When it comes to quality and accuracy, the display here is arguably one of the most accurate. First and foremost, its color temperature of 6720 K gives the display a neutral look – where it’s neither on the cooler or warmer side. Most impressive is the color accuracy of the display, which is impeccable for being spot-on with nearly every color, including the various gradient levels. And lastly, this IPS LCD panel delivers viewing angles that don’t distort. It’s not a mighty display in the greater scheme of things, but hot damn, it’s without question one of the most accurate in recent memory when it comes to color reproduction.

Display measurements and quality

Maximum brightness (nits)Higher is better Minimum brightness (nits)Lower is better Contrast Higher is better Color temperature (Kelvins) Gamma Delta E rgbcmy Lower is better Delta E grayscale Lower is better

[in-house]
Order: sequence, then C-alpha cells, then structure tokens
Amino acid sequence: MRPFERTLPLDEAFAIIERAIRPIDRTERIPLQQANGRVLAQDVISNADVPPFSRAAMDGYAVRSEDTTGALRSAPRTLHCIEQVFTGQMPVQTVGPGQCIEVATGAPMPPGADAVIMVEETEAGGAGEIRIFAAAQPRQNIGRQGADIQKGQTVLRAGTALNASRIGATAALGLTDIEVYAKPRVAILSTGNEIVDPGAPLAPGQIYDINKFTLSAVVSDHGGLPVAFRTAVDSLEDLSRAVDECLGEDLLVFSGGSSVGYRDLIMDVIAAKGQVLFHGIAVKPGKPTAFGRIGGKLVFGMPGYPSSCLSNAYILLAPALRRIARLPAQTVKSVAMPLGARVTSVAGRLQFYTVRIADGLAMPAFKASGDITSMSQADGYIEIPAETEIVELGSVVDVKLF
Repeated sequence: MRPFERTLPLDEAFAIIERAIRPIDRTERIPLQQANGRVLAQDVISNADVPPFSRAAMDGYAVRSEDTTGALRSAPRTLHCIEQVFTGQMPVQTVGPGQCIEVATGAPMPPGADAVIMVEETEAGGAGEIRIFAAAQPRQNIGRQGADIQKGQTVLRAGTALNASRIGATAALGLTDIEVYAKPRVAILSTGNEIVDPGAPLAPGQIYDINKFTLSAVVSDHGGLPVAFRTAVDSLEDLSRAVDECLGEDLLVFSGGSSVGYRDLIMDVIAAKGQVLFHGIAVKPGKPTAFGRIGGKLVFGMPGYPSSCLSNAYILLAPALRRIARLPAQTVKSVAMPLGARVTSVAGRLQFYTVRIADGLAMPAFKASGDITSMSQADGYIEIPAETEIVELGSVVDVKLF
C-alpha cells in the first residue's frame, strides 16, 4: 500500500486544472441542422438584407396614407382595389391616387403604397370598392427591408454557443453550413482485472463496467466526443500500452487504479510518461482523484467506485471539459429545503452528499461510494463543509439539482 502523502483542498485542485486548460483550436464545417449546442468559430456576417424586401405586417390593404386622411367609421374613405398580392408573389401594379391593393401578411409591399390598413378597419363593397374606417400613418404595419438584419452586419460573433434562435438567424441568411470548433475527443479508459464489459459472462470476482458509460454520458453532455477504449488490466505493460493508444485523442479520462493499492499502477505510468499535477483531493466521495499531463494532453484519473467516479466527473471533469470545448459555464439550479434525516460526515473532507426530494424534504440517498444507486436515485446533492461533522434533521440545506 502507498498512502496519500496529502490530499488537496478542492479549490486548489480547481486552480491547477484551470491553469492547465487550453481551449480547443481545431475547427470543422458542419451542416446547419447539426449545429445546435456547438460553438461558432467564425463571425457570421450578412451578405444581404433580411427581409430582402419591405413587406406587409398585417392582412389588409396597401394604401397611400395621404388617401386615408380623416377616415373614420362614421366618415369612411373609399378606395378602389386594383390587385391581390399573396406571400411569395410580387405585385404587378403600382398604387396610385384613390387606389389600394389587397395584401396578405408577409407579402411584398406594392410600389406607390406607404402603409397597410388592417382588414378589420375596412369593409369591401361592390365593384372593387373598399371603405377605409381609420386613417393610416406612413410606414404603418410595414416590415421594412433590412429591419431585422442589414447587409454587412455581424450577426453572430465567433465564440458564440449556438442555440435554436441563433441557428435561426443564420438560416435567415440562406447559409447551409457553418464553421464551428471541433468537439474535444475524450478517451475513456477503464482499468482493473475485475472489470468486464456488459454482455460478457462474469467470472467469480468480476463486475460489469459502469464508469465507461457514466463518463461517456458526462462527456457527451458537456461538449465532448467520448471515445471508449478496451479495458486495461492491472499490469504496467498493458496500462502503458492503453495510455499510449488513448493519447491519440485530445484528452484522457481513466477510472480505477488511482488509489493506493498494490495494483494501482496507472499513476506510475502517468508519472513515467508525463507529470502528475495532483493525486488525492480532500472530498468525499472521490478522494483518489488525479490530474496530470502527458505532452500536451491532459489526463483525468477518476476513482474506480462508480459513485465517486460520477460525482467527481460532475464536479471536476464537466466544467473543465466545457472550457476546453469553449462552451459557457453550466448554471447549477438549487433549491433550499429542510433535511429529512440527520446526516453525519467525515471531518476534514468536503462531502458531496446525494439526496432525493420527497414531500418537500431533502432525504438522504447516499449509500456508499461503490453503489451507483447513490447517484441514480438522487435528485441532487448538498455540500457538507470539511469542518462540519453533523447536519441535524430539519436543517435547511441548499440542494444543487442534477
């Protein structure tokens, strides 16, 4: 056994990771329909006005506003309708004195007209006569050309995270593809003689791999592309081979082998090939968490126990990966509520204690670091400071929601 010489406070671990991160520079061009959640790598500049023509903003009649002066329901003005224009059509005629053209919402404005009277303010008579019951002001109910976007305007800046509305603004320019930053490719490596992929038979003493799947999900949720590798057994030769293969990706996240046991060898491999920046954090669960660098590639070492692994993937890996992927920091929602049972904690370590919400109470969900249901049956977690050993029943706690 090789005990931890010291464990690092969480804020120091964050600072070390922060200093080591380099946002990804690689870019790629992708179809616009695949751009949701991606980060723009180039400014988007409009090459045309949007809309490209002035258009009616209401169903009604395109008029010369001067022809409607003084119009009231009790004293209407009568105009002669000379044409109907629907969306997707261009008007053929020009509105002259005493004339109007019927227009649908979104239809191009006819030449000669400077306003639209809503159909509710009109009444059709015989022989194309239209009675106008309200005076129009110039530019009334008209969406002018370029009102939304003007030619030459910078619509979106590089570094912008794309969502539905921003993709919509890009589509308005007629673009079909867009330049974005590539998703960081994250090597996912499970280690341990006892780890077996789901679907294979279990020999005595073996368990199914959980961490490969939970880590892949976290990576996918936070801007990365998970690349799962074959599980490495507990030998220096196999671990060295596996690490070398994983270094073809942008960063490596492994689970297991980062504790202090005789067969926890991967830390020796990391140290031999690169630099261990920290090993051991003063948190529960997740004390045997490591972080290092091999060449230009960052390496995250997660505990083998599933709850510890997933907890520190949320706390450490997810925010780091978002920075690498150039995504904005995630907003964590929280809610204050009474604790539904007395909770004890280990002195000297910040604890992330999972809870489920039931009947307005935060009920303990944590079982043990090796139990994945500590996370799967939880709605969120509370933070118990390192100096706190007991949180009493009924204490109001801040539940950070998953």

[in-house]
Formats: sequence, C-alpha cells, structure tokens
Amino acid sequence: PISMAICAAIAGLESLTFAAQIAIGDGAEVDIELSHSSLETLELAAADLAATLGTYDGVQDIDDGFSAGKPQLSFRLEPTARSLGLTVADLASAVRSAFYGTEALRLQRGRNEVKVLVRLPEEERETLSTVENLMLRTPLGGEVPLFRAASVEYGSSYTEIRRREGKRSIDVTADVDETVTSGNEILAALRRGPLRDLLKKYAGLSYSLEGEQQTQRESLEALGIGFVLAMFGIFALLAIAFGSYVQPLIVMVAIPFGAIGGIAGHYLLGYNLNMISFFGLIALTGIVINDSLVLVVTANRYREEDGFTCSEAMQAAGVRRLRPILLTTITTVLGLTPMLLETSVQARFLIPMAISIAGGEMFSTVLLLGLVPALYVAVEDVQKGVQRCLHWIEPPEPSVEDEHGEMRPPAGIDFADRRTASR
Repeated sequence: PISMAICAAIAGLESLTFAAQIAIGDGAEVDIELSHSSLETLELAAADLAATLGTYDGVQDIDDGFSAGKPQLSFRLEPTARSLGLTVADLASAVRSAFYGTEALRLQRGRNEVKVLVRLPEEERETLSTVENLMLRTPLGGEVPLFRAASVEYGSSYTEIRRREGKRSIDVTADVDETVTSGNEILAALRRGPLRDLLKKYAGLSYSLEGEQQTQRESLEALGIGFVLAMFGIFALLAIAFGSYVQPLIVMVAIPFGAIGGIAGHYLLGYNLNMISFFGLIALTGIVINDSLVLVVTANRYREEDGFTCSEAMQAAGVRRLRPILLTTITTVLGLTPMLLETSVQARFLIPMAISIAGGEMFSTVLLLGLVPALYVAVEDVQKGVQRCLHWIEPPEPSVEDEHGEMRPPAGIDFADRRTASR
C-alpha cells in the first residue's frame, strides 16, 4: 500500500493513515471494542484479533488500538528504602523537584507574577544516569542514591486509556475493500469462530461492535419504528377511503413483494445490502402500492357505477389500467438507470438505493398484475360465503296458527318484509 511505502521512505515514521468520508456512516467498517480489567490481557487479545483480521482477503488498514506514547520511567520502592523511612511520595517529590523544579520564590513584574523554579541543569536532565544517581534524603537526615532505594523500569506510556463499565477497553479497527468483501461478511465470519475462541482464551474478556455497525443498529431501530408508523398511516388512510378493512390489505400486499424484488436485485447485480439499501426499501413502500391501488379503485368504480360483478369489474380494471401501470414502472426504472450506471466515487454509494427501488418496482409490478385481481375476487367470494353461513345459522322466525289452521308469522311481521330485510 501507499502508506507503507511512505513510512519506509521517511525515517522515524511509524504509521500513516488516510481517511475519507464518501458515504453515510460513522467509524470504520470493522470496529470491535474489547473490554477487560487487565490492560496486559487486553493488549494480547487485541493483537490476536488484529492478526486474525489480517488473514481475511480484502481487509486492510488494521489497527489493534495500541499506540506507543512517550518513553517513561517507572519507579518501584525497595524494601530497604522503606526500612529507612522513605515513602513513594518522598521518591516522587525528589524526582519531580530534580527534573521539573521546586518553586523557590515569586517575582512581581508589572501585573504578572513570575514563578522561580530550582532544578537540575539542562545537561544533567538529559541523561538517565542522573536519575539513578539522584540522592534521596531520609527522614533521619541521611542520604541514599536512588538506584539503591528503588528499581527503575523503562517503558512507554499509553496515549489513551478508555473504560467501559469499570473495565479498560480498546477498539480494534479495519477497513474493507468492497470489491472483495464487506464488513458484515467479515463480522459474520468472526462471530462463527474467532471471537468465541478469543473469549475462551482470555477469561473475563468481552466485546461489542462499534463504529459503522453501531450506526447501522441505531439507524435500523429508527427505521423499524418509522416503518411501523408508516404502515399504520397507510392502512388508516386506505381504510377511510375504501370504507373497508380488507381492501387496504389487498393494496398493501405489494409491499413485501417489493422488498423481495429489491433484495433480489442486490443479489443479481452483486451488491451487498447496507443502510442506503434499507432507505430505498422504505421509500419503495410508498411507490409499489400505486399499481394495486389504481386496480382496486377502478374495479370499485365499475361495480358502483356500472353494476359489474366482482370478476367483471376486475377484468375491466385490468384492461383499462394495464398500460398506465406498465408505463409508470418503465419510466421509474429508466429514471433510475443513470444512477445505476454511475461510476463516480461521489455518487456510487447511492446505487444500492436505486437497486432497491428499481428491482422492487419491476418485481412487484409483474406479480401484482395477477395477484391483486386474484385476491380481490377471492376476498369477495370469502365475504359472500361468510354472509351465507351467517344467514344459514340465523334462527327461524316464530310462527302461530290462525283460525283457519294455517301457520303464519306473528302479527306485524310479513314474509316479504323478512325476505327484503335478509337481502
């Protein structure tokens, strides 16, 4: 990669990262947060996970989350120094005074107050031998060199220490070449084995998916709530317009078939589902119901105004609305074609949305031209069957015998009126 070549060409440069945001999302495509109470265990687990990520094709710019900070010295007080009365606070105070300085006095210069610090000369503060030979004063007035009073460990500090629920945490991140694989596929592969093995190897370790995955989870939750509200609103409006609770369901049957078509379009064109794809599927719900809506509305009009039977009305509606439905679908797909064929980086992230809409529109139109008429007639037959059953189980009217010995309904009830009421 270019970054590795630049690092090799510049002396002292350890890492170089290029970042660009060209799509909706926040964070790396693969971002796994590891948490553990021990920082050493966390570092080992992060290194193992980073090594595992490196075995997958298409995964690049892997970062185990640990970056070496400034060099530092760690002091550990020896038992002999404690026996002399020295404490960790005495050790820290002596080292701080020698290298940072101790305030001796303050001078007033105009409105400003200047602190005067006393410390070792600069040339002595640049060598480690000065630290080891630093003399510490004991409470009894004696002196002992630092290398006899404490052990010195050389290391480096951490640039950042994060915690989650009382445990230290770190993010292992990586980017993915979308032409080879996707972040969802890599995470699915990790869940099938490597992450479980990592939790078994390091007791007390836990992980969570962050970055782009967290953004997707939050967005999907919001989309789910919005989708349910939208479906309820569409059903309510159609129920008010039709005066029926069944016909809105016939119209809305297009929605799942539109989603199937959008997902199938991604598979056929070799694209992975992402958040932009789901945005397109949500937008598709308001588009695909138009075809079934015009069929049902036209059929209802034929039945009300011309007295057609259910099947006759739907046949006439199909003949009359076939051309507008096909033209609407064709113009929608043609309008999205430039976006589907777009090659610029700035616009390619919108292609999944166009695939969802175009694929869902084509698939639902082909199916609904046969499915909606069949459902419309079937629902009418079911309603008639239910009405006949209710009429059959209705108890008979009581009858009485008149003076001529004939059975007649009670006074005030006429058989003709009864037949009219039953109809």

Asus PadFone X 366
Samsung Galaxy S5 442
HTC One (M8) 490
Sony Xperia Z2 458
View all

  • Options

posted on 02 Jun 2014, 08:31 1

1. buccob (Posts: 2740; Member since: 19 Jun 2012)

Thanks for the Review John V. I wanted to read some details from these PadFones but it is not so easy to see a full review out there...

Anyway doesn't the Video Camera has a Slow Motion feature? Can the regular recording be set to different FPS? because I remember the PadFone 2 being one of the first having 120 FPS for 720p or something like that..... So I really wonder why they stick to 24 FPS in 1080p

posted on 02 Jun 2014, 08:36 1

2. Finalflash (Posts: 3535; Member since: 23 Jul 2013)

This isn't the top of the range padfone like the originals or the infinity series. It kind of falls between the infinities and the zenphones so it doesn't exactly have all the bells and whistles.

posted on 02 Jun 2014, 08:45 1

3. buccob (Posts: 2740; Member since: 19 Jun 2012)

Yeah I figured that ever since the announcement... they should have just bring the latest Infinity to the US and try to price it competively...